I just joined the forum. I live in central MN. I have a shallow well that has 5 parts iron, 18 grains of hardness, PH - 7, and what has been described as "medium tannins" I have a Terminox brand Pyrolox filter that uses a chlorine injection system and a Fleet Farm water softener model FFE-1054-M. Specs are 24,600 - 33.400 grain capacity. Water out of the softener has been tested and measured 0 iron, and it is soft. We still have tinted water and get yellow stains on white laundry. I have sent a sample of my water to a lab for tannin analysis and should get results back any day. I am sure that I have tannins. the color does not settle out of the water. I have been doing research on tannin filters and I am going to try to build my own from an Econominder 2500 controller with a 9 x 48 tank that I picked up off Craig's list for $50. I figure the resin and brine tanks are worth more than that even if I have to buy a new controller. The valve and piston were rebuilt in 2002, and the softener was taken out of service in 2007. Like many things, the more I learn, the less I seem to know. I am strongly leaning toward Tanex brand resin because it is supposed to have success with a broad range of tannins. My plan at this time is to put 1 cf of Tanex in the tank all by itself and regenerate with it's own brine tank. I am in the process of cleaning out the resin tank. I removed the head and powered it up. I gave it a manual regeneration and the piston moved and the cam for the brine worked. that's as far as I have gotten. the BLFC sticker says 5 GPM, 1.5# salt per minute. This controller has a meter, but no settings for hardness or people. I don't think that will be a problem for my application, It looks like I can set it to regererate after a set number of gallons. I would like to understand more about the pins behind the timer, According to an article I read Generally, the resin will be brined at approximately 10 lbs per cubic foot salt (NaCl). I am not sure how to make the Econominder 2500 do this. Also, it stated that The anion should be backwashed at a flowrate of approximately two gpm/sf. Can I restrict the flow to achieve this rate?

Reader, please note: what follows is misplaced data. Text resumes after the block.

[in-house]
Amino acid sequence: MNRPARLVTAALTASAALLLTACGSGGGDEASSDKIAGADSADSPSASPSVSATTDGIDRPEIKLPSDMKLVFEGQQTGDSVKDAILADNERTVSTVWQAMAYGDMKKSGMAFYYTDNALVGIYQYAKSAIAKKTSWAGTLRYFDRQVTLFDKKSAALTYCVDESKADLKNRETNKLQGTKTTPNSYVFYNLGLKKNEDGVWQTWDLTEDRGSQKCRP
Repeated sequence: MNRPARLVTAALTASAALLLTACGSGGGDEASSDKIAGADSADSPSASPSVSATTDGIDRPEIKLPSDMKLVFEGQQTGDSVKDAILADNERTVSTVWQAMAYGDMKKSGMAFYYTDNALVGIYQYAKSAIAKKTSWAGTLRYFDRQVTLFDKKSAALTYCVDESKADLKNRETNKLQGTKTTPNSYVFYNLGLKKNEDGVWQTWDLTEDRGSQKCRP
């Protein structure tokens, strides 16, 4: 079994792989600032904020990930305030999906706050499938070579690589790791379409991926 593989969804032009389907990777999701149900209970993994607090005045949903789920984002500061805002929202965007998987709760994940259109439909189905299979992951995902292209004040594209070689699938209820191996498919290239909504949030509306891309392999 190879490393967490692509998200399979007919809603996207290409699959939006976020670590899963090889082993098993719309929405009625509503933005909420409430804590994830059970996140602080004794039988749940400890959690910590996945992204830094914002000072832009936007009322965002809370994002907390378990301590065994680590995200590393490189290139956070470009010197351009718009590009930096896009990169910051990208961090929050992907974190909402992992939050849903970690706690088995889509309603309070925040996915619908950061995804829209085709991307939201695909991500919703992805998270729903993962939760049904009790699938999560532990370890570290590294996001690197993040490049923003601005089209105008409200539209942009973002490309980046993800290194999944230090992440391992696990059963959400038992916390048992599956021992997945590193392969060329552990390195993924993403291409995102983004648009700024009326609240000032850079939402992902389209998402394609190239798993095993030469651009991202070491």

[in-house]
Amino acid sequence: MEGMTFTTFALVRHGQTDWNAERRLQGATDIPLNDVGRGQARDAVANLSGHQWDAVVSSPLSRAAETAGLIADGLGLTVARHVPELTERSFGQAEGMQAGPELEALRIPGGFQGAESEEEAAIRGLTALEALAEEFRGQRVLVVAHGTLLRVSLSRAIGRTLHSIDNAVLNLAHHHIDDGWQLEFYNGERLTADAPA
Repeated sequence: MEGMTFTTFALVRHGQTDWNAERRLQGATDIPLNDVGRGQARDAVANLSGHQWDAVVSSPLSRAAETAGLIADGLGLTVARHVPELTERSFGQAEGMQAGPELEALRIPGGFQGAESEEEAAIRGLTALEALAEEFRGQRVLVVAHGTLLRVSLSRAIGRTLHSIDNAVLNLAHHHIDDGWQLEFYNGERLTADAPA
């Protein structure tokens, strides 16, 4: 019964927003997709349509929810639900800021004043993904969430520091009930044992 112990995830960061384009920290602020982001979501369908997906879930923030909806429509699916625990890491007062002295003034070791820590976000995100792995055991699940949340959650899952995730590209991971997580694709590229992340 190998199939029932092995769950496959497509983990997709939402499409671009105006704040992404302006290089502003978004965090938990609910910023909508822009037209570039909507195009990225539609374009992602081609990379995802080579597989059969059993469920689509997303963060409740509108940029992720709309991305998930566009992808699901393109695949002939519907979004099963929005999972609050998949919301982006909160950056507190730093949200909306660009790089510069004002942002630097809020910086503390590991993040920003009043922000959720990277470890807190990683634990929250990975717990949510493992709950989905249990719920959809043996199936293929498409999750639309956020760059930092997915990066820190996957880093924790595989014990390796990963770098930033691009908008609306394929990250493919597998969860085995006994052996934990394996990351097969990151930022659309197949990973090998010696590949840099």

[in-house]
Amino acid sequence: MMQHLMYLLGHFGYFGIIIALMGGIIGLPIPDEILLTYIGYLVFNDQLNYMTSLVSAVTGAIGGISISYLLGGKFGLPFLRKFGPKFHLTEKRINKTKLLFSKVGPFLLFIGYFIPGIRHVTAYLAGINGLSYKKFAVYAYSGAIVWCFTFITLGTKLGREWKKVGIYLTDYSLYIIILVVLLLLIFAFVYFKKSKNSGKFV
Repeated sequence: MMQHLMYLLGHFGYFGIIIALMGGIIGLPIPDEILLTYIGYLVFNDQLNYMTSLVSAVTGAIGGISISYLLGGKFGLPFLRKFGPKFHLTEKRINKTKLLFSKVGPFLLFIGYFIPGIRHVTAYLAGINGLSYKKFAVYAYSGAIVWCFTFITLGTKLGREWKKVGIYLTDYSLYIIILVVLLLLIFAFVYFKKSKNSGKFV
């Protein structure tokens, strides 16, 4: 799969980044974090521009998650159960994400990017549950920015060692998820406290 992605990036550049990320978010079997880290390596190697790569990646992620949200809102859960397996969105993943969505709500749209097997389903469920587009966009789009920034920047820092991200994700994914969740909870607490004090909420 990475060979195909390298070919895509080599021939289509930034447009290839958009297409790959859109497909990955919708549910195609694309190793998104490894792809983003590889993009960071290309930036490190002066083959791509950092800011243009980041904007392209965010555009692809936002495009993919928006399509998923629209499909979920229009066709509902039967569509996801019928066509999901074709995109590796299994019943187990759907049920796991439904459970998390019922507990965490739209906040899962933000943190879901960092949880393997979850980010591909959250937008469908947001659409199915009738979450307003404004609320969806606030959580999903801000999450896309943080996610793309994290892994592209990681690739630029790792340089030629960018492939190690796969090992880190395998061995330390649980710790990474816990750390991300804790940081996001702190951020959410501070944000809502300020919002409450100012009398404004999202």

Also, I was reading a thread here where Ditttohead had this reccomendation:
"Here is my recommendation, this is a very unique system designed specifically for your application.
Stage 1: Minimum, A 9x48 Iron and hydrogen removal system utilizing Pyrolox. Please note that your pump needs to be able to pump 11 GPM to properly backwash the Pyrolox.
Stage 2, an parallel tank system with softening resin in tank 1, and Tannin selective resin in tank 2. This unique design eliminates the need for seperate regeneration cycles for the softener and tannin systems. The softener regenerant wast (chloride) is used to regenerate the tannin resin.
This design requires the addition of a resup feeder to lower the pH of the brine water so as to prevent the precipitation of the caco3 in the anion resin bed."
This sounds like it might work for me. I just wonder how exactly the regeneration would work. mainly achieving the backflow rates listed above, and I am guessing that the brine rinse exit on the softener would be the entrance on the tannin filter, then down the drain? So how would I choose a pounds per cubic foot salt setting for the brine? Am I over thinking all this?
Any advice would be greatly appreciated!